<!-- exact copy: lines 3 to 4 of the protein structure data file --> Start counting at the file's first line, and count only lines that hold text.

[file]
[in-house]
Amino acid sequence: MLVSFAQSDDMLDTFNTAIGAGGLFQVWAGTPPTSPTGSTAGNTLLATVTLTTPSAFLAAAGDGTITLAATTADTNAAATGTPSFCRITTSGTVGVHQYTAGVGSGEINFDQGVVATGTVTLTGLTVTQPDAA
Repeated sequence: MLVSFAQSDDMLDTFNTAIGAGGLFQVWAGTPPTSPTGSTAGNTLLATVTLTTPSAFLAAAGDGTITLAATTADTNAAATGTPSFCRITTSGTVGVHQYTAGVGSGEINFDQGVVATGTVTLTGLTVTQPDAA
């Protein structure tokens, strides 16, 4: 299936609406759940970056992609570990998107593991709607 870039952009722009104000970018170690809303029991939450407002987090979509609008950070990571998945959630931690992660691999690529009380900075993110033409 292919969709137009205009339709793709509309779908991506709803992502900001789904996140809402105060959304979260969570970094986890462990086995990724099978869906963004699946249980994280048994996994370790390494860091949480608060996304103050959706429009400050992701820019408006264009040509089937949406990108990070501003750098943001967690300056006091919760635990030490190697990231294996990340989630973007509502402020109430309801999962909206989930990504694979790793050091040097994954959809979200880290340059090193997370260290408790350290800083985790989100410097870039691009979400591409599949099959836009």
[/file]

Repeated sequence: MLVSFAQSDDMLDTFNTAIGAGGLFQVWAGTPPTSPTGSTAGNTLLATVTLTTPSAFLAAAGDGTITLAATTADTNAAATGTPSFCRITTSGTVGVHQYTAGVGSGEINFDQGVVATGTVTLTGLTVTQPDAA
């Protein structure tokens, strides 16, 4: 299936609406759940970056992609570990998107593991709607 870039952009722009104000970018170690809303029991939450407002987090979509609008950070990571998945959630931690992660691999690529009380900075993110033409 292919969709137009205009339709793709509309779908991506709803992502900001789904996140809402105060959304979260969570970094986890462990086995990724099978869906963004699946249980994280048994996994370790390494860091949480608060996304103050959706429009400050992701820019408006264009040509089937949406990108990070501003750098943001967690300056006091919760635990030490190697990231294996990340989630973007509502402020109430309801999962909206989930990504694979790793050091040097994954959809979200880290340059090193997370260290408790350290800083985790989100410097870039691009979400591409599949099959836009």